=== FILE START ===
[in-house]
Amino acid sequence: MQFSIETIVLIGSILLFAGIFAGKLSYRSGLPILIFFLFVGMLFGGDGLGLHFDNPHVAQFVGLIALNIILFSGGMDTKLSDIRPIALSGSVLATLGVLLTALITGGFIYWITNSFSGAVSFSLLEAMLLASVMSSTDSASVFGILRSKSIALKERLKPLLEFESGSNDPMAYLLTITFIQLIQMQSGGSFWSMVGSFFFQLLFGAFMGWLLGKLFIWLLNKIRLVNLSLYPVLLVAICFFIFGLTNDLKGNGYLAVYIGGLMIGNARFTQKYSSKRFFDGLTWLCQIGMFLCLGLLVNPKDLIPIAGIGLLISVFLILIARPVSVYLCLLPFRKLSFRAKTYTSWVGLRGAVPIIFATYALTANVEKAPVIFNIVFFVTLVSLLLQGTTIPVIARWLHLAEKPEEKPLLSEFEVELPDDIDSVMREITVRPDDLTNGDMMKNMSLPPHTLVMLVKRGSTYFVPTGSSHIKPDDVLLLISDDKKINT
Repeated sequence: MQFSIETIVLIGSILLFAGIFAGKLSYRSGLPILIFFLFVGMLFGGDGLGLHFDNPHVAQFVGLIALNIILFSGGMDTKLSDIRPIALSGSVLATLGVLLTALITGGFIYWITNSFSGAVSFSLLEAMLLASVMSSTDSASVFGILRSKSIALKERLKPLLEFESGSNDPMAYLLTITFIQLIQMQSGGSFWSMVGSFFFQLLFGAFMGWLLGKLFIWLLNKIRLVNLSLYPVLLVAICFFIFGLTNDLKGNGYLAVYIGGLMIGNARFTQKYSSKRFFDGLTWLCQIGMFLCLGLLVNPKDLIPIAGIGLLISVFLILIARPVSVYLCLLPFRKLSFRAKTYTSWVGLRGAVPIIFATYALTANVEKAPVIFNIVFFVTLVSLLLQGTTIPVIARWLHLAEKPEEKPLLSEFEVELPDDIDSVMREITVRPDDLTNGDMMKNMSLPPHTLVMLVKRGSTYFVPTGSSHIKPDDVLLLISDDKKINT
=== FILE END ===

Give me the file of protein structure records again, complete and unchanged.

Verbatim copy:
[in-house]
Amino acid sequence: MQFSIETIVLIGSILLFAGIFAGKLSYRSGLPILIFFLFVGMLFGGDGLGLHFDNPHVAQFVGLIALNIILFSGGMDTKLSDIRPIALSGSVLATLGVLLTALITGGFIYWITNSFSGAVSFSLLEAMLLASVMSSTDSASVFGILRSKSIALKERLKPLLEFESGSNDPMAYLLTITFIQLIQMQSGGSFWSMVGSFFFQLLFGAFMGWLLGKLFIWLLNKIRLVNLSLYPVLLVAICFFIFGLTNDLKGNGYLAVYIGGLMIGNARFTQKYSSKRFFDGLTWLCQIGMFLCLGLLVNPKDLIPIAGIGLLISVFLILIARPVSVYLCLLPFRKLSFRAKTYTSWVGLRGAVPIIFATYALTANVEKAPVIFNIVFFVTLVSLLLQGTTIPVIARWLHLAEKPEEKPLLSEFEVELPDDIDSVMREITVRPDDLTNGDMMKNMSLPPHTLVMLVKRGSTYFVPTGSSHIKPDDVLLLISDDKKINT
Repeated sequence: MQFSIETIVLIGSILLFAGIFAGKLSYRSGLPILIFFLFVGMLFGGDGLGLHFDNPHVAQFVGLIALNIILFSGGMDTKLSDIRPIALSGSVLATLGVLLTALITGGFIYWITNSFSGAVSFSLLEAMLLASVMSSTDSASVFGILRSKSIALKERLKPLLEFESGSNDPMAYLLTITFIQLIQMQSGGSFWSMVGSFFFQLLFGAFMGWLLGKLFIWLLNKIRLVNLSLYPVLLVAICFFIFGLTNDLKGNGYLAVYIGGLMIGNARFTQKYSSKRFFDGLTWLCQIGMFLCLGLLVNPKDLIPIAGIGLLISVFLILIARPVSVYLCLLPFRKLSFRAKTYTSWVGLRGAVPIIFATYALTANVEKAPVIFNIVFFVTLVSLLLQGTTIPVIARWLHLAEKPEEKPLLSEFEVELPDDIDSVMREITVRPDDLTNGDMMKNMSLPPHTLVMLVKRGSTYFVPTGSSHIKPDDVLLLISDDKKINT